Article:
During a webinar on Wednesday from the San Francisco Office for Economic and Human Resources Development, SF Assistant Health Officer Dr. Susan Philip suggested that SF restaurant owners should plan to reopen their dining rooms on March 3rd, assuming COVID-19 infection rates keep falling.
Of course, if the past year has taught us something, nothing is certain. Philip made it clear that these dates could change if infection rates rise or if state officials make changes to their reopening plan.
With the continuous improvement of our COVID-19 health indicators, we could move to the red tier of the state by next Wednesday, March 3rd.
This is a big step forward, but we still have to keep moving forward.
Here is an overview of what to expect in the Red Tier: pic.twitter.com/cDpx4KvtoY
– London Breed (@LondonBreed) February 25, 2021
While San Francisco remains in the most restrictive, purple tier of the color-coded reopening of the state State and local officials have confirmed the California Department of Health expects to bring SF to the red stage on March 2nd. According to Philip, the day after entering the red tier, San Francisco is expected to resume permitted activities by the state, including indoor dining with a reduced capacity of 25 percent or 100 people. San Francisco will be the third county in the Bay Area to reopen indoor dining, joining Marin and San Mateo counties, both of which opened dining rooms on February 24th.
The last time San Francisco entered the red row in August 2020, SF officials insisted that indoor dining should be delayed until the city transitioned to the even less restrictive orange row (but only allowed reopening on the more restrictive red levels). There will be no such delay this time.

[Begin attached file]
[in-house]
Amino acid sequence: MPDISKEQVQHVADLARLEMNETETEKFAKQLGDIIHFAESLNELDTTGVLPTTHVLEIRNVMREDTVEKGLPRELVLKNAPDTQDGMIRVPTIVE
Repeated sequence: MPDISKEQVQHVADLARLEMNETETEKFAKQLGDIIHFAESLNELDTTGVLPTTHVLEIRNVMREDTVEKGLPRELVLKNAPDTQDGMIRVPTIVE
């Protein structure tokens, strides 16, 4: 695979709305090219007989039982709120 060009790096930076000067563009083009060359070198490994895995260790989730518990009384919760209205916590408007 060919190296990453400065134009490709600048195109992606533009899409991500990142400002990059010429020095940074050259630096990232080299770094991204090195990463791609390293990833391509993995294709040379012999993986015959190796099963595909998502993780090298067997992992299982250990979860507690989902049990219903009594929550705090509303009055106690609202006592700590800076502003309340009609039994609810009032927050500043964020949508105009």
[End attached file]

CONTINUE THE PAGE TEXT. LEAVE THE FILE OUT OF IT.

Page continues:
In addition to the capacity limit of 25 percent, restaurants are only allowed to share a table with a maximum of four people who are members of the same household. In the meantime, up to three households with a maximum of six guests can dine outdoors.
The announcement – and the lack of delay – was welcome news for the Golden Gate Restaurant Association (GGRA), the city’s food lobby. In a statement, the organization said, “We are grateful that the Mayor, Dr. Philip, Dr. Colfax and the Department of Health will allow San Francisco to comply with state regulations.” In other words, reopening immediately instead of setting their own stricter local guidelines.
The move to the red row also means that the curfew in San Francisco, which requires restaurants to close all seating by 10 p.m., will be lifted. The curfew was originally a government-mandated restriction that was lifted at this level in late January. But San Francisco kept it, said the county health director at the time, because officials “wanted to see how [COVID-19] Numbers ensure that we don’t have to turn back again. “
But even though the curfew is gone, indoor food must close at 10 p.m. every night, Philip says. Outdoor dining can stay open after 10 p.m. provided guests wish to stay outside in the SF evening chill.
Bars with no food must remain closed under the red row, Philip confirmed. Bars that serve food (either themselves or with a partner) can also open indoor service at 25 percent for a maximum of 100 people.
It’s been a long way back to indoor dining for restaurants in San Francisco, which reopened on September 30, 2020 with a capacity of 25 percent. Six weeks later, COVID-19 cases rose 250 percent, causing the city to close dining rooms again on November 13, back for al fresco dining and takeout. As infections continued to rise, even outdoor dining was stopped, with most of the Bay Area not being allowed to take away until December 6th.
A second rollback of openings is not an option, according to GGRA. “Any additional closings will have drastic economic consequences, including temporary and permanent closings,” it said in a statement. “We urge our restaurant members and San Francisco residents to adhere to these regulations in order to give us the best chance to keep this reopening going.”